Visual Design Principles at Forecast
This chapter is about how I led the design vision at Forecast, helping realising the CEO's vision. As the only designer I was in charge of defining the visual direction in accordance with the branding guidelines.
1. Information Architecture
A revision of the Information Architecture of the old product, provided us with the major blocks of content and initial indications of flow.
Few rounds of card sorting with key stakeholders yielded clear primary themes, and several levels of information below them. I built few mockups by hand and then in Sketch to define different options for navigation and page organisation. Low-fi Sketch prototypes of the different flows were taken to usability tests and the one that felt most natural to our target users was adopted.
3. Design System
Once the basic pages and flow were identified and an initial information hierarchy was applied, I delved into a bottom-up process of categorising the components. This was driven by the methodical mindset from my front-end developer experience, and inspired by the Atomic Design approach of Brad Frost. The final goal was to start creating a visual library that could be used by the front-end developers, whilst at the same time revising the existing elements so that they’d fit to the latest branding exercise and standardising the interactions patterns.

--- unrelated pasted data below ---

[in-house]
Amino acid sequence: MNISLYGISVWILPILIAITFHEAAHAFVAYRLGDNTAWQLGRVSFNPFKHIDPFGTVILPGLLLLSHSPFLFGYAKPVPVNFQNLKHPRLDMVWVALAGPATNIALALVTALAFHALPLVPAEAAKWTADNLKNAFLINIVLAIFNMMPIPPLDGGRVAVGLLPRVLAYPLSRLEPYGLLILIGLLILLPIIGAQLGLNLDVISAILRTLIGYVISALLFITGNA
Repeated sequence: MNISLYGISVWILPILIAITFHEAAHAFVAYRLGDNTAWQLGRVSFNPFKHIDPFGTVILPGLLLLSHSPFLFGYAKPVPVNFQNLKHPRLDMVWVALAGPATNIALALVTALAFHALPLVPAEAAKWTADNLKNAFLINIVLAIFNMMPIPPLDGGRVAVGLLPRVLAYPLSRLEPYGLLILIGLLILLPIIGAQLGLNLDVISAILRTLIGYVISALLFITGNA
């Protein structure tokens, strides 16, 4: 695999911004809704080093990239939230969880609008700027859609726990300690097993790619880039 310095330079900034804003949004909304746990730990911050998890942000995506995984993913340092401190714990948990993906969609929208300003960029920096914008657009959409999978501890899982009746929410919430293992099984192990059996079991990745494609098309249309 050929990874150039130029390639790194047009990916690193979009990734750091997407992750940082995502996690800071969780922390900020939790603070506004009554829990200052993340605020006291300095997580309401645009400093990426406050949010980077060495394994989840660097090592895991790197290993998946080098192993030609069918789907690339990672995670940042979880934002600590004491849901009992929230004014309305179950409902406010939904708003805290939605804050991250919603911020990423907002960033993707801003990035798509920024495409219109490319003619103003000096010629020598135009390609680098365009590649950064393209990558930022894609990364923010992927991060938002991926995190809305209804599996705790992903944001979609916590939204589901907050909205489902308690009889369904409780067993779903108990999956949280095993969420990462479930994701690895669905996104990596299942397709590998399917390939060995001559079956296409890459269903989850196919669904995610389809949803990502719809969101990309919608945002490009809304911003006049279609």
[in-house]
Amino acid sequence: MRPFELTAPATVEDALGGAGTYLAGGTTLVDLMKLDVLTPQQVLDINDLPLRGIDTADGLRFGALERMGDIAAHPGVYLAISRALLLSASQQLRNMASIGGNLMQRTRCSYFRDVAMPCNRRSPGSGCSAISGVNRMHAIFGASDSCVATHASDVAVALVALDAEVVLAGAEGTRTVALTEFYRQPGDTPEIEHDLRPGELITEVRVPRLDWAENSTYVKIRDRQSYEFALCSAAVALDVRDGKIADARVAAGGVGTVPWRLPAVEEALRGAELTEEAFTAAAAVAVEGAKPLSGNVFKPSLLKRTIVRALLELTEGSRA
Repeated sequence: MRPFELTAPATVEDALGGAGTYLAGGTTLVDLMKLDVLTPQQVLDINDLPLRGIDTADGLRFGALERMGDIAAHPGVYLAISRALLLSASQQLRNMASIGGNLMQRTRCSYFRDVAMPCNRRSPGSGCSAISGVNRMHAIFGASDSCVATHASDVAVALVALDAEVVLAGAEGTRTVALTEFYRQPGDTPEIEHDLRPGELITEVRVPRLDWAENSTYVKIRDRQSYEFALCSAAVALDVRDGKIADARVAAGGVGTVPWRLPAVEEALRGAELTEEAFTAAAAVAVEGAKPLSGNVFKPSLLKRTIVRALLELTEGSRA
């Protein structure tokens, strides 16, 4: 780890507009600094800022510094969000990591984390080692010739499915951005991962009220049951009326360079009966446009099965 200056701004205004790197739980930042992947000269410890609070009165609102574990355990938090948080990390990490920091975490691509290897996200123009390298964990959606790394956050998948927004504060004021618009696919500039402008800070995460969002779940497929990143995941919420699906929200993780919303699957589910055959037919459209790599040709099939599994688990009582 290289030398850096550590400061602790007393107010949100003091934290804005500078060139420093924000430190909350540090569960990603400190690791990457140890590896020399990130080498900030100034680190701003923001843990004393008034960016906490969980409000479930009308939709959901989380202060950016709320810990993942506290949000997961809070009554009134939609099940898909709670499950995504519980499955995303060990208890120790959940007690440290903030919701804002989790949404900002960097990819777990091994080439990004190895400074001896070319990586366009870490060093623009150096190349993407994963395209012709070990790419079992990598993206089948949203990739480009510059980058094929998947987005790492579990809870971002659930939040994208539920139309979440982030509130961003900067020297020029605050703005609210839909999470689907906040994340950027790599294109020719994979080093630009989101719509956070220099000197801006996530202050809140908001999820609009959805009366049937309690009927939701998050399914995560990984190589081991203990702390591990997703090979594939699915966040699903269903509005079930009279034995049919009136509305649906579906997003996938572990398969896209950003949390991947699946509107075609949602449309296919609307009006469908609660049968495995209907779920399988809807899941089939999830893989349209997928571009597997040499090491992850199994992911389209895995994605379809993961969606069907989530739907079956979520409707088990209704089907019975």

4. Design Principles
Minimal Visual Design
Since Forecast was an information-heavy app, with a lot of advanced options, I opted for keeping the visual design simple, using only accent colours in selected places, communicating visual hierarchy with type as much as possible.
Our main principle here was to keep the app as uncluttered as possible, since we were positioning ourselves as an alternative to clunky PM tools. In order to keep the complexity needed for expert users, without compromising the uncluttered design, progressive disclosure was used in many places.
We decided not to anchor ourselves to any particular PM methodology, and so, keeping the language clear and PM agnostic was a priority. To this purpose, we elaborated a dictionary of our terms and tested it with Project Managers working for different organisations, to see if they all understood what they meant.